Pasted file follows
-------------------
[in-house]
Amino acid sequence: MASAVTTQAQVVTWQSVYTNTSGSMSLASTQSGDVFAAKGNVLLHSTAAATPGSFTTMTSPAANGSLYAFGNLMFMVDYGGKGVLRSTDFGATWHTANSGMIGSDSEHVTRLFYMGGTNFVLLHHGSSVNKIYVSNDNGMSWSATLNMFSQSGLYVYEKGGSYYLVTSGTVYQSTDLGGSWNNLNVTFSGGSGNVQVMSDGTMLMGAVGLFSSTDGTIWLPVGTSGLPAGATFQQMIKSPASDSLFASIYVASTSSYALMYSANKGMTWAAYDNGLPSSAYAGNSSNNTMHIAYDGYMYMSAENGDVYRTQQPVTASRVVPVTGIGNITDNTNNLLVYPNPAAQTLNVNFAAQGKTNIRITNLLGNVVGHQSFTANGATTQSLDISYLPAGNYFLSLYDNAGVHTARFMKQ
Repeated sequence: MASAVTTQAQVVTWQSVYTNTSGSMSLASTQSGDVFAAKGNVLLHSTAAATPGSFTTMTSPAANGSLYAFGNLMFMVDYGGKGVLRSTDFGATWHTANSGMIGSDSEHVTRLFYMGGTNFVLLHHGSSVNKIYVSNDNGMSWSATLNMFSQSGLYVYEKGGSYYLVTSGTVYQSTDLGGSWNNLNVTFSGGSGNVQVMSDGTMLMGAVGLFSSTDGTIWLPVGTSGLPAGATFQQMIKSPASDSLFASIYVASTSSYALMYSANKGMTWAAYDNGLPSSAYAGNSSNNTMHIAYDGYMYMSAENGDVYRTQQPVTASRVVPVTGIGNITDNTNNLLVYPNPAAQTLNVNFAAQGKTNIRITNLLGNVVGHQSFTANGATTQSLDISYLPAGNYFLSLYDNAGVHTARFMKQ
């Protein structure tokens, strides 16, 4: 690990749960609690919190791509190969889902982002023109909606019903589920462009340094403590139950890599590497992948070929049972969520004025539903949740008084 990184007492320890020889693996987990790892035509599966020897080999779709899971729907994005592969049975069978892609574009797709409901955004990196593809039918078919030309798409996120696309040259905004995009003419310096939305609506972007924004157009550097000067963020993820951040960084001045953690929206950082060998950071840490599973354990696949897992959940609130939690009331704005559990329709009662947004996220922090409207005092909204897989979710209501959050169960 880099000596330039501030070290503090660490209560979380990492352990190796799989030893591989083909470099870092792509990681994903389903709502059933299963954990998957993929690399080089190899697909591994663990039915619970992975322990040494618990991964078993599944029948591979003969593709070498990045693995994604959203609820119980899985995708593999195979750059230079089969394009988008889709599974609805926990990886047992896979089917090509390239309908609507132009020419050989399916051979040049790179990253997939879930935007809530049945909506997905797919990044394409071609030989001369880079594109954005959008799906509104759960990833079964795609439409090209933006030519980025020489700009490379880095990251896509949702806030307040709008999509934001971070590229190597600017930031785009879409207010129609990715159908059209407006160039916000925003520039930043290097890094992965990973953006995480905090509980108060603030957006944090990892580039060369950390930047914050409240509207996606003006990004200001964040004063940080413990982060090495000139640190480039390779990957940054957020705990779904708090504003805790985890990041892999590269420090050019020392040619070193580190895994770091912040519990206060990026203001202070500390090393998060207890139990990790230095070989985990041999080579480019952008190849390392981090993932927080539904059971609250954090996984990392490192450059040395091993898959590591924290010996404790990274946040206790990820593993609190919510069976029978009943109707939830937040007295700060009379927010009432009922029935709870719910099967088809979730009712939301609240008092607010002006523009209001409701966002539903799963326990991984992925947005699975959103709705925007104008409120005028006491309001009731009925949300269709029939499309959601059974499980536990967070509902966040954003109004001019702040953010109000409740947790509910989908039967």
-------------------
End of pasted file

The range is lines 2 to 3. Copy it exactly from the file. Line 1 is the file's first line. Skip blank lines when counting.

Amino acid sequence: MASAVTTQAQVVTWQSVYTNTSGSMSLASTQSGDVFAAKGNVLLHSTAAATPGSFTTMTSPAANGSLYAFGNLMFMVDYGGKGVLRSTDFGATWHTANSGMIGSDSEHVTRLFYMGGTNFVLLHHGSSVNKIYVSNDNGMSWSATLNMFSQSGLYVYEKGGSYYLVTSGTVYQSTDLGGSWNNLNVTFSGGSGNVQVMSDGTMLMGAVGLFSSTDGTIWLPVGTSGLPAGATFQQMIKSPASDSLFASIYVASTSSYALMYSANKGMTWAAYDNGLPSSAYAGNSSNNTMHIAYDGYMYMSAENGDVYRTQQPVTASRVVPVTGIGNITDNTNNLLVYPNPAAQTLNVNFAAQGKTNIRITNLLGNVVGHQSFTANGATTQSLDISYLPAGNYFLSLYDNAGVHTARFMKQ
Repeated sequence: MASAVTTQAQVVTWQSVYTNTSGSMSLASTQSGDVFAAKGNVLLHSTAAATPGSFTTMTSPAANGSLYAFGNLMFMVDYGGKGVLRSTDFGATWHTANSGMIGSDSEHVTRLFYMGGTNFVLLHHGSSVNKIYVSNDNGMSWSATLNMFSQSGLYVYEKGGSYYLVTSGTVYQSTDLGGSWNNLNVTFSGGSGNVQVMSDGTMLMGAVGLFSSTDGTIWLPVGTSGLPAGATFQQMIKSPASDSLFASIYVASTSSYALMYSANKGMTWAAYDNGLPSSAYAGNSSNNTMHIAYDGYMYMSAENGDVYRTQQPVTASRVVPVTGIGNITDNTNNLLVYPNPAAQTLNVNFAAQGKTNIRITNLLGNVVGHQSFTANGATTQSLDISYLPAGNYFLSLYDNAGVHTARFMKQ